Vincent Tirolo, Vietnam veteran
Brooklyn, New York, US
I was a 1966 civil engineering graduate of the City College of New York. I had taken ROTC at CCNY so I was commissioned a 2nd Lieutenant in the Army Corps of Engineers. Colin Powell graduated from the same ROTC program 6 years earlier. He was a DMS (Distinguished Miltary Student) was was offered a commission in the Regular Army. However, most of us were undistinguished and were commissioned in the US ARMY Reserves. Prior to Vietnam graduating with a commission in the USAR was OK. You were going to get drafted anyway so why not spend two years as an officer, usually assigned to Germany, than two years as an enlisted man assigned to god knows where. Both my bothers had been drafted and they concurred with my choice. Unfortunately, after 1965 most ROTC graduates went east rather than west.
Being a ROTC graduate from City College gave you an interesting perspective. Most of us were socialistic or at least left of center. After all CCNY was nicknamed "the little red school house" in the 1930s. Most of us came from working class famililies and were the first of our family to graduate from college. Ironically we where against the war(we had all read Fall and others) but identified more with the GIs than with the protesters although my wife Mary marched on Pentagon in 1967 and I participated in a couple of marches on Washington after my return from Nam in 1968.
My first experience with the mysterious ways of the US Army occurred when as a newly commissioned 2nd Lieutenant I was sent to Ft. Belvior, VA for the "Engineer Officer Basic Course". I was in a class of 80 newly commissioned "engineer" officers, or at least so I thought. The major in charge of or class asked us to raise are hands if we had graduated with an engineering degree. Only 4 of us did! It seems ROTC graduates were required to select one combat branch prior to receiving their commisions, e.g. Infantry, Armor, Artillery, Corps of Engineers or Signal Corps. To avoid being assigned to a combat branch many picked Corps of Engineers on the assumption the the Army wouldn't be foolish enough to assign a History, English majors etc to be engineers. After all didn't you need to be proficient in calculus, engineering mechnaics and so on. But that was before they understood the the Army works in stange and mysterious ways. It believes it can train anyone in 8 weeks in any field it is short of personnel in. Now I think of the engineers that fought in WWII, removing obstructions and breeching the Nazi's Atlantic Wall in Normandy, or keeping the bridge of the Rhine River at Ramagen up with baling wire until to eventually collapsed or the SeaBees building those airstrips across the Pacific I wonder if they were all really Philosophy majors. My romantic socialistic heart wishes it were true but I sure they were not. During Vietnam engineering graduates were able to get draft deferments if they worked on government sponsored projects such as the National Defense Highway System. When I was in Vietnam I was always comforted by knowing that if the Viet cong attacked New York City we could respond quicked by moving our tanks along the Long Island Expressway.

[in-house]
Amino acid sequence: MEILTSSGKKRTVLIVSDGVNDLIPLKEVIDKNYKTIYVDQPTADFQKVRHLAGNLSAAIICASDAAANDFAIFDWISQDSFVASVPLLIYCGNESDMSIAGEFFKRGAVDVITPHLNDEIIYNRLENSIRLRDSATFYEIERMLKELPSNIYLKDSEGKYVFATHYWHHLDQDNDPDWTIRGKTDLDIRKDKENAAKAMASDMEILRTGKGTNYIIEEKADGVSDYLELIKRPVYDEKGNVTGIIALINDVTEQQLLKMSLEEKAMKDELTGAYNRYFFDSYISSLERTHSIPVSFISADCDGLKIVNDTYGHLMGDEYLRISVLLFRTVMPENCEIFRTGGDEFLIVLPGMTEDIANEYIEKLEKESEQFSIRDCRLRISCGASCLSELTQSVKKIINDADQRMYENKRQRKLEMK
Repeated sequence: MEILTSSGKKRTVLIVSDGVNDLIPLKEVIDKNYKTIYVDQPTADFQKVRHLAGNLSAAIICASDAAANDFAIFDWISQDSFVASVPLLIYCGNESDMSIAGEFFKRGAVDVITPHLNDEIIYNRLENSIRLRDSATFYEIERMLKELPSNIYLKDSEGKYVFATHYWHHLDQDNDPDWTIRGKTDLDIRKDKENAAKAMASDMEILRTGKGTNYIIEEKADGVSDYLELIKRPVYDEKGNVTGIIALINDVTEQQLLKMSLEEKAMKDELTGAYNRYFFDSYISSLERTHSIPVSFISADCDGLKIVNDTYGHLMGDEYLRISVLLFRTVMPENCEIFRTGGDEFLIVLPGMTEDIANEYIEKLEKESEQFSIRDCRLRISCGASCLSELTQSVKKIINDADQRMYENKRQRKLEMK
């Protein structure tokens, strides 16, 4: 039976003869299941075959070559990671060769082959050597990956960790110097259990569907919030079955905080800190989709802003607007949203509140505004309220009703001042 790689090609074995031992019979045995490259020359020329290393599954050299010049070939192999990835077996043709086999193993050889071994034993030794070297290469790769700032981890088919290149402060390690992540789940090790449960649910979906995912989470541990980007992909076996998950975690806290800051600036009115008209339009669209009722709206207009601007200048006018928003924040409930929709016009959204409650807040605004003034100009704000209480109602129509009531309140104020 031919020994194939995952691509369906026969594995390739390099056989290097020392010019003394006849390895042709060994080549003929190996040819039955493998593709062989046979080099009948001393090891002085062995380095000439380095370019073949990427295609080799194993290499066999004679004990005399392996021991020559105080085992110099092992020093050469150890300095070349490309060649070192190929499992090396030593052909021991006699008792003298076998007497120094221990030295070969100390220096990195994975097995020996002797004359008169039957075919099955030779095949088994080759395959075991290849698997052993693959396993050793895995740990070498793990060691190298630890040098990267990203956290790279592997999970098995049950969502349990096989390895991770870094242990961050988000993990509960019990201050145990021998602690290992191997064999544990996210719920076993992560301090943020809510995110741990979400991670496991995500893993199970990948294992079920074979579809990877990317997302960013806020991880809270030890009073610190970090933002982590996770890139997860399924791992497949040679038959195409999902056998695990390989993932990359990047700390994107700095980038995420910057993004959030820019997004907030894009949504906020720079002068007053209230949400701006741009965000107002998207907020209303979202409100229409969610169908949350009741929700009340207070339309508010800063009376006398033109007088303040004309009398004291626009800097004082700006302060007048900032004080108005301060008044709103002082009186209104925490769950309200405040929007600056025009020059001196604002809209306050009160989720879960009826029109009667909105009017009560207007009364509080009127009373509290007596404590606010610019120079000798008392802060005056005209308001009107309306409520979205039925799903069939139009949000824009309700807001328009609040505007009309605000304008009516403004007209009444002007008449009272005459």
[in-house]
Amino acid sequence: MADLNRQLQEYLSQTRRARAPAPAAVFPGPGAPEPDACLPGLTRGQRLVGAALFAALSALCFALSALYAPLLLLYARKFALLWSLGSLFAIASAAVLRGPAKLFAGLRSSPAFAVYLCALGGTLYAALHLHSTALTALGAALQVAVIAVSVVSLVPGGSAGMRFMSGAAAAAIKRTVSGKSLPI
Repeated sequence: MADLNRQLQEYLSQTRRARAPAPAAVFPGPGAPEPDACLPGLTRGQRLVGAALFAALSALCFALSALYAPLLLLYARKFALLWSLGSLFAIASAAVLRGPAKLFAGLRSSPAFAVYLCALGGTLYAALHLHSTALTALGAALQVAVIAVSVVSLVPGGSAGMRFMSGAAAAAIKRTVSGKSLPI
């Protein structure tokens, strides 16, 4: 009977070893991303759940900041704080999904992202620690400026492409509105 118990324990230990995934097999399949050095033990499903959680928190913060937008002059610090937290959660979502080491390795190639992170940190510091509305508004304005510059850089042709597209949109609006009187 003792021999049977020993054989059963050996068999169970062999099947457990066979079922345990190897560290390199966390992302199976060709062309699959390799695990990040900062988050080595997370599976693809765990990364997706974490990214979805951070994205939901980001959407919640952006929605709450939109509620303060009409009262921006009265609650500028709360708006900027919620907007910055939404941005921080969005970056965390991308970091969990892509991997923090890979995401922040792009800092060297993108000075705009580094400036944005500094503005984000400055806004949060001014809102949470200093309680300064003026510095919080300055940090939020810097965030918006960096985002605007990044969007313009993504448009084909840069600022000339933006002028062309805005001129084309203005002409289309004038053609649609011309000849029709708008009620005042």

Once I got to Vietnam I was assigned as an AssistanT Operations Officer for the 79th Engineer group in Long Binh outside of Saigon (or is it Ho Chi Min City ?). We had four engineer battalions operating in III Corps. Except for weekly "business trips" to constructions site at places like Chu Chi or Tan Nhi, I spent my year in Vietnam at a desk "commanding" a squad of drafted engineers and architects. we designed facilities such as hangers, roadways, command centers. Ironically most of the trops in Vietnam performed support functions for the infantry. When i was in Vietnam from September 1967 thru August 1968 there were 500,000+ troops in country. Of these 80-85% were support troops who most often than not were never really in harms way except for an occasional rocket attack or during Tet in Jan 1968. But we all had a 12 month tour of duty. It just wasn't fair and I have felt guilty about it ever since. during the Korean War you rotated back to the states on a point system based on branch of service, proximity to the front etc. Why was that system abandoned during Vietnam. Except that, the Army works in stange and mysterious ways.
A final note about guilt. Sure the army was absurd but Vietnam wasn't funny. Most of the GIs I worked with, met in the field, PX or on RR were just kids. Mostly poor kids who were drafted right out of high school. I have always felt guilty because my education resulted in me having a relatively easy time in Vietnam. That's probably why I am so sensitive about what people did during that war. Whenever I meet someone 45-55 years old I always wonder what they did during "the war". I feel so smugly superior if I learn they had a draft deferred job or had been in the National Guard or Army Reserves. In reality it's my CCNY latent socialistic guilt in not really sharing in the suffering with my fellow working class Americans in what may have been the defining experience of our lives. I'm hardly a radical now. I'm a middle aged, middle class, chief engineer of a construction company but I still feel that guilt almost every day.